Pharmacists underutilised in Health Care Homes: di Natale

di natale

HCH trial risks failing to capture the full skills and knowledge of Australia’s pharmacists, Senator Richard di Natale told Guild Parliamentary Dinner

At the dinner held in Canberra this week, the Greens leader said this year’s federal election highlighted the “passion with which the Australian people hold the Australian universal health system”.

But he slammed the Health Care Homes trial as “underfunded” and likely to do more harm than good to efforts to manage chronic disease in the Australian community – for several reasons, including that it fails to make the best use of pharmacists.

For the trial to really work, it would need a more appropriate funding envelope; new bundled payments to incentivise continuous care and better health outcomes; a genuine plan to engage allied health professionals; “real engagement of the under-utilised skills of community pharmacists;” and more engagement with patients.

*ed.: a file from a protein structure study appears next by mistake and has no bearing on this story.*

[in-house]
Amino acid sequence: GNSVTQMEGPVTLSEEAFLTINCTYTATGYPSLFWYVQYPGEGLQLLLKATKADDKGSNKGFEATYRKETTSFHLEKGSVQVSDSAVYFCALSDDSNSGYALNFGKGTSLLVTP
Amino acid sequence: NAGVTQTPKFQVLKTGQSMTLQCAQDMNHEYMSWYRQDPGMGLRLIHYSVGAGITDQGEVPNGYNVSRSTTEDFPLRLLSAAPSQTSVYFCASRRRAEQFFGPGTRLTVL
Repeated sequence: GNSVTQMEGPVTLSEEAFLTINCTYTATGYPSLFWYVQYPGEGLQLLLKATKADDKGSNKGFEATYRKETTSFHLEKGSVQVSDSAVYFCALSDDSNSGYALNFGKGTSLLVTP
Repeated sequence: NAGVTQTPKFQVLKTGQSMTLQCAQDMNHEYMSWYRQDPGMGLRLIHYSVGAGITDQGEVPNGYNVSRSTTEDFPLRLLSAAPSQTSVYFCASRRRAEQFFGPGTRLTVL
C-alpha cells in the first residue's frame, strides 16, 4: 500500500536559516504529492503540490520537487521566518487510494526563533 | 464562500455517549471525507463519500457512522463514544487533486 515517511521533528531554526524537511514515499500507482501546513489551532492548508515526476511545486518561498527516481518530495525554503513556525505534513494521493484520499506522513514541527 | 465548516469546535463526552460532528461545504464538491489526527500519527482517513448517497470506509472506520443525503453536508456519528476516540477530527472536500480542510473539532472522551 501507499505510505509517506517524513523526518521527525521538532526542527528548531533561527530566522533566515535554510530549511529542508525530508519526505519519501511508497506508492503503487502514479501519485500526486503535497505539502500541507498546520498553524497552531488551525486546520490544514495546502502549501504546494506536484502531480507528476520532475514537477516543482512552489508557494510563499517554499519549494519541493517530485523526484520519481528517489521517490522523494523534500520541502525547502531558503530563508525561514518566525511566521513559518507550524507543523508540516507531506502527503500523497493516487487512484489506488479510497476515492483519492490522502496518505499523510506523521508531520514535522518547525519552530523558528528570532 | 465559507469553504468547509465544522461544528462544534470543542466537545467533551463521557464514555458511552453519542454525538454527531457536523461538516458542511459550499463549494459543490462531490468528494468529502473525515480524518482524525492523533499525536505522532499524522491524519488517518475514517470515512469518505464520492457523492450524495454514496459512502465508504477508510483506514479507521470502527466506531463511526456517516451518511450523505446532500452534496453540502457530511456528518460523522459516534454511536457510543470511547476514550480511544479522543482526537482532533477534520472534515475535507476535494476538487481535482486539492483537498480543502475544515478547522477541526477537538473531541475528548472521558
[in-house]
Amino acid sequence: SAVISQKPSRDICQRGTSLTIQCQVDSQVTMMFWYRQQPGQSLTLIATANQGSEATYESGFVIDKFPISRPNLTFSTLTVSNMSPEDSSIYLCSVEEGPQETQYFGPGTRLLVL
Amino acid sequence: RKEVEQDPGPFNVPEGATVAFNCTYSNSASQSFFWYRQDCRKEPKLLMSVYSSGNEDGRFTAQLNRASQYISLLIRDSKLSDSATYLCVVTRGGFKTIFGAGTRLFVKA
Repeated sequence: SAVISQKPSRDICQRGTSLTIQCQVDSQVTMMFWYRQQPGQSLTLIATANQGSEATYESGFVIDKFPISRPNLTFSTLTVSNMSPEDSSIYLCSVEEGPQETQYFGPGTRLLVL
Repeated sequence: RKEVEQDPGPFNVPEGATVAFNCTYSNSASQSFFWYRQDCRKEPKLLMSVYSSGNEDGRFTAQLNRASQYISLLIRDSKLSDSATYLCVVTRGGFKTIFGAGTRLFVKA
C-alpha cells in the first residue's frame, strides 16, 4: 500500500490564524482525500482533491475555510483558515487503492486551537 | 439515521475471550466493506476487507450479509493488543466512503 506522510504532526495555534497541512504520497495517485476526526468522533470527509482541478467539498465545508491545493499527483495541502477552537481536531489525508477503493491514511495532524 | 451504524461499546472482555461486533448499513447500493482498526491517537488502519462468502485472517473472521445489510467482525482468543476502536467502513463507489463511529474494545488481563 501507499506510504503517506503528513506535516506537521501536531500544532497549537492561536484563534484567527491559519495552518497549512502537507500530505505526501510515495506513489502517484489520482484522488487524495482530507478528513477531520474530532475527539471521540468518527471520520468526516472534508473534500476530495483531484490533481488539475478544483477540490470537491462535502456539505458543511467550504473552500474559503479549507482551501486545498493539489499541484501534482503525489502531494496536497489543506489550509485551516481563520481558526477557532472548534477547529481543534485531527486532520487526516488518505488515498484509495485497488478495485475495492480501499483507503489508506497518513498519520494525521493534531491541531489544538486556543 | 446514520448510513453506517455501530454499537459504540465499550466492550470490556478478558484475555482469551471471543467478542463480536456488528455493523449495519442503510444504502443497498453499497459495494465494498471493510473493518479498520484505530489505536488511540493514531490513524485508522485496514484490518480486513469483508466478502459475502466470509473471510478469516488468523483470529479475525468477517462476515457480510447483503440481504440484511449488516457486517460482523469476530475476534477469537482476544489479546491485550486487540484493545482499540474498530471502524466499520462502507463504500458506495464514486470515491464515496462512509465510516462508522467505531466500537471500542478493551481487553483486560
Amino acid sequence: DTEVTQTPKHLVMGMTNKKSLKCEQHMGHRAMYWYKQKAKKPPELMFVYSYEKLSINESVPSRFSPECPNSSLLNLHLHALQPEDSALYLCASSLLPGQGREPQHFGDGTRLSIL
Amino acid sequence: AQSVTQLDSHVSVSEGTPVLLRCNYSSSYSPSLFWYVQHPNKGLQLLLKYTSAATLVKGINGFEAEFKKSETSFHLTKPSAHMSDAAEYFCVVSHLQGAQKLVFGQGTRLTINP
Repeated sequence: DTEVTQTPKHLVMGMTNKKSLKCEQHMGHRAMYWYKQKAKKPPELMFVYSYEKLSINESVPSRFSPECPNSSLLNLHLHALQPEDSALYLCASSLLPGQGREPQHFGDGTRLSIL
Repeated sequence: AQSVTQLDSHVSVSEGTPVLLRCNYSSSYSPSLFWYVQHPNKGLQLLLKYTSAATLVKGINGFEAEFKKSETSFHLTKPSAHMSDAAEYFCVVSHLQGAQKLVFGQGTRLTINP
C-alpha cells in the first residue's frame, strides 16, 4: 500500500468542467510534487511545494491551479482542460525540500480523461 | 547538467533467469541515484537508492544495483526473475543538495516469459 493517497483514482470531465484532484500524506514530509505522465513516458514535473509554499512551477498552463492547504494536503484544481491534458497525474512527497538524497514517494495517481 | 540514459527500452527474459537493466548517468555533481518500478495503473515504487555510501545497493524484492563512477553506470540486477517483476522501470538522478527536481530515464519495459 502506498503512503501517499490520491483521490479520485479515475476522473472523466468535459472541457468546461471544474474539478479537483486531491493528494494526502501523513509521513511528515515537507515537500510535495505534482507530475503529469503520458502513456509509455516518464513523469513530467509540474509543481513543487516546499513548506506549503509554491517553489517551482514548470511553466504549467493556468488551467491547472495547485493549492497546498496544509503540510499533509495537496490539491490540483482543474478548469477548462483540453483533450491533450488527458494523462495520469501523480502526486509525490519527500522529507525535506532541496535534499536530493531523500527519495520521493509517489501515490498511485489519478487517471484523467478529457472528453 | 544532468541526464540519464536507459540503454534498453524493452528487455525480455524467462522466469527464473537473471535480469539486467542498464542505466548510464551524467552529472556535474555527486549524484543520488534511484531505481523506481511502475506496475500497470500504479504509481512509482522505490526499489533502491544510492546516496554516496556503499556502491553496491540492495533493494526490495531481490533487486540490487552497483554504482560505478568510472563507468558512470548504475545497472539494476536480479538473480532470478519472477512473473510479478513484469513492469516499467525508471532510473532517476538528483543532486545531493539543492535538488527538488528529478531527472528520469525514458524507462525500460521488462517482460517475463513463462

“The Health Care Home trial is one example where we risk failing to capture the full skills and knowledge of Australia’s highly trained pharmacists,” di Natale said.

“We know that pharmacists could be playing a critical role in the health care of Australians with chronic illnesses – given you have millions of face to face interactions with them in pharmacies every day.

“Community pharmacists are some of the most trusted members of our communities. And the broader community is calling out for pharmacies to provide greater service to patients and the Greens are strongly supportive of that.”

Di Natale also said that the Greens welcomed the King Review into pharmacy remuneration and regulation and called it “an opportunity to examine in great depth how the great work of community pharmacy is remunerated, and how best we ensure that Australian patients get the most out of their interactions with their local chemist.

“It also allows assessment of programs under the CPA, including how they can best serve the health of those who need it most like our Indigenous communities.”

He said that as well as in debates around reform in community pharmacy, the voice of pharmacists needs to be heard in “broader debates about primary care, private health insurance, of course PBS reforms”.

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